By Sister Michele Schroeck
One summer day, when I had a lot of boxes to bring to Mercy Center in Erie, Pennsylvania, I brought along a few middle school boys from the House of Mercy neighborhood outreach to help me. The boys commented on how big the place was and wanted to know if it was a school. I explained that it was a house where older Sisters of Mercy live. Their eyes grew wide as they looked around, amazed at seeing a church and cafeteria inside a house.
After we were finished unloading and moving all the boxes, I took them to the dining room for some ice cream. While we were enjoying our treat, Mutasim, a 6th grader who had arrived from Syria about a year prior, asked if a large statue of the Blessed Mother Mary in the garden was the Statue of Liberty. “No, but that’s a good guess,” I said. “I can see why you would say that!”
The statue, of a woman wearing a long robe, indeed looked like the Statue of Liberty. In this instance, though, her open hands were at her side instead of holding a torch. Did he know that we often refer to Mary, the Mother of God, as “Our Lady”? Our Lady of Liberty would indeed be a good name for Mary. This young man’s question prompted me to do a little research into the history of this iconic statue in New York Harbor (with special thanks and credit to the National Park Service and the Statue of Liberty – Ellis Island Foundation).
The Statue of Liberty was a gift of friendship from the people of France to the United States. Dedicated on October 28, 1886, it is recognized universally as a symbol of freedom and democracy.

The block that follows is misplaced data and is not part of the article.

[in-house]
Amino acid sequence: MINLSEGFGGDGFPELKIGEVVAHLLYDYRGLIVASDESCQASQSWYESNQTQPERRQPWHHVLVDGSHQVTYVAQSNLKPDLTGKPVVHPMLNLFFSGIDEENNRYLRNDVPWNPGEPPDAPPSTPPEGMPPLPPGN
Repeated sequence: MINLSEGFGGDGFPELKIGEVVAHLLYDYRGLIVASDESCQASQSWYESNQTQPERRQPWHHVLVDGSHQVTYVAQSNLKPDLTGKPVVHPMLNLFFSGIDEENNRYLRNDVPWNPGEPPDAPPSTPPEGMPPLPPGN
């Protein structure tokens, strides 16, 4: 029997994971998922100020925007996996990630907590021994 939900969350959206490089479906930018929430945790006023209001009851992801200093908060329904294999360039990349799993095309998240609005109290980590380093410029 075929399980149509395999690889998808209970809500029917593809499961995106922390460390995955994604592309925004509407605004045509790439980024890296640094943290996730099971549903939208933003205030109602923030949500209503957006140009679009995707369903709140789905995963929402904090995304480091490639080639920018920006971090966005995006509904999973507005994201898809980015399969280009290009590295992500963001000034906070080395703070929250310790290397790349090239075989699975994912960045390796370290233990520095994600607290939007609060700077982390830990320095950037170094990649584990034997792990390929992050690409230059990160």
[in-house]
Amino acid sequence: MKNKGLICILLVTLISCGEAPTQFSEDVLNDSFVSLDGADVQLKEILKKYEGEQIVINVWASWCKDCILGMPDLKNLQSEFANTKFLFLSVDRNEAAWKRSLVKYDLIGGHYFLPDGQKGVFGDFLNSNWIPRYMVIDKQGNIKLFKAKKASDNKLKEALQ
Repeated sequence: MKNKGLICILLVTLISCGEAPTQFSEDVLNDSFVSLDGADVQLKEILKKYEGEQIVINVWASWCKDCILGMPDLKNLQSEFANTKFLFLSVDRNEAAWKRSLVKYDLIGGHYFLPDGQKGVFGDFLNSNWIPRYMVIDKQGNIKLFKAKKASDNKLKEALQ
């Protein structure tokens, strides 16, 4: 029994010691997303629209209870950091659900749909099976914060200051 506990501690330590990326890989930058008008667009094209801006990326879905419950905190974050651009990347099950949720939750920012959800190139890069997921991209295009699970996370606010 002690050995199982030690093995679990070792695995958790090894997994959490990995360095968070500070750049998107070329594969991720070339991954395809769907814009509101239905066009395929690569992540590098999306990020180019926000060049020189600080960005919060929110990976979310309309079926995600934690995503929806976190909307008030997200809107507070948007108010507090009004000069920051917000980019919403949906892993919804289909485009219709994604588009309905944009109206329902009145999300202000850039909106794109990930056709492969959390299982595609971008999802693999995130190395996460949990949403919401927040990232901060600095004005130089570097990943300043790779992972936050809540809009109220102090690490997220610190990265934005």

Many historians say the statue was modeled after Libertas, the Roman goddess of freedom. Others say that sculptor Frédéric-Auguste Bartholdi was inspired by the figures guarding the Nubian tombs in Abu Simbel, Egypt. In a proposal for a large public monument for the Suez Canal, he designed a statue of a woman in a robe representing Egypt and called her “Egypt Carrying the Light to Asia.” Maybe the Statue of Liberty was modeled after an Arab woman!
Some claim that the Statue of Liberty was designed to commemorate the end of slavery in the United States following the Civil War—there is a broken shackle and chains at her feet—and may have been modeled after an African American woman.
The Statue of Liberty stands on Liberty Island, near Ellis Island, where about 14 million immigrants entered the United States between 1886 and 1924. She was a reassuring sign of welcome to many who made long, arduous trips to the United States in search of freedom and opportunity. She has been referred to as “Mother of Exiles” and was a symbol of hope to generations of immigrants.
On the pedestal on which she rests are engraved these words: “Give me your tired, your poor, / Your huddled masses yearning to breathe free, / The wretched refuse of your teeming shore. / Send these, the homeless, tempest-tost to me, / I lift my lamp beside the golden door!” Taken from the poem, “The New Colossus,” by Emma Lazarus, who wrote it to help raise funds for the pedestal, the words ring true to all who seek the protection of Our Lady of Liberty to this day.
I agree with young Mutasim that maybe the statue of the Blessed Mother is really “Our Lady of Liberty,” another name for Mary, the mother of God. May Mary continue to shine her light and provide a welcome to all who are marginalized yet maintain hope of a better life ahead.